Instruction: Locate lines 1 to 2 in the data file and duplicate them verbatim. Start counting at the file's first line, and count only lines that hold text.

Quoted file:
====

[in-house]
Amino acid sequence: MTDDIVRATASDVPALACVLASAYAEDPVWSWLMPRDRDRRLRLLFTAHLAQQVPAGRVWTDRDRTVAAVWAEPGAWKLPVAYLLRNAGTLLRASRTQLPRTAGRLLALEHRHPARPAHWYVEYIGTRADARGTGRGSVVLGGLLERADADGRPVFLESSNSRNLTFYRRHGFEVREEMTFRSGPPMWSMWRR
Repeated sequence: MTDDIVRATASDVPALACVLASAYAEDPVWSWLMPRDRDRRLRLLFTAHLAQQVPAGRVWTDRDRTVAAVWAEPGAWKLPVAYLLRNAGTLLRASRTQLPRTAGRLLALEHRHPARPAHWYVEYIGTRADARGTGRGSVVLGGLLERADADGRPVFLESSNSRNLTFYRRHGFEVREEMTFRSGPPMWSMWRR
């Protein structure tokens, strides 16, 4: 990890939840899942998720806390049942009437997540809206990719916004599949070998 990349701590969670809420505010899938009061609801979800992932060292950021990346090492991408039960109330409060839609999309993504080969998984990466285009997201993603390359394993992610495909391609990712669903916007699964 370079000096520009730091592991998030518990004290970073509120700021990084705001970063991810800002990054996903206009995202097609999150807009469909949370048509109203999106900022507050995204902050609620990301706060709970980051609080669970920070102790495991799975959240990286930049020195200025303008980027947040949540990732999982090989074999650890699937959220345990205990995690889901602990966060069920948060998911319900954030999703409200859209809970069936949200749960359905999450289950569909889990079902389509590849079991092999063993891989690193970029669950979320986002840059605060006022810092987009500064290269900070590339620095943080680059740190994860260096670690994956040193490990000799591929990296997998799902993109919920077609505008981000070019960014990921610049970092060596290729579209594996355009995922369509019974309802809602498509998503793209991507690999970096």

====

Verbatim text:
[in-house]
Amino acid sequence: MTDDIVRATASDVPALACVLASAYAEDPVWSWLMPRDRDRRLRLLFTAHLAQQVPAGRVWTDRDRTVAAVWAEPGAWKLPVAYLLRNAGTLLRASRTQLPRTAGRLLALEHRHPARPAHWYVEYIGTRADARGTGRGSVVLGGLLERADADGRPVFLESSNSRNLTFYRRHGFEVREEMTFRSGPPMWSMWRR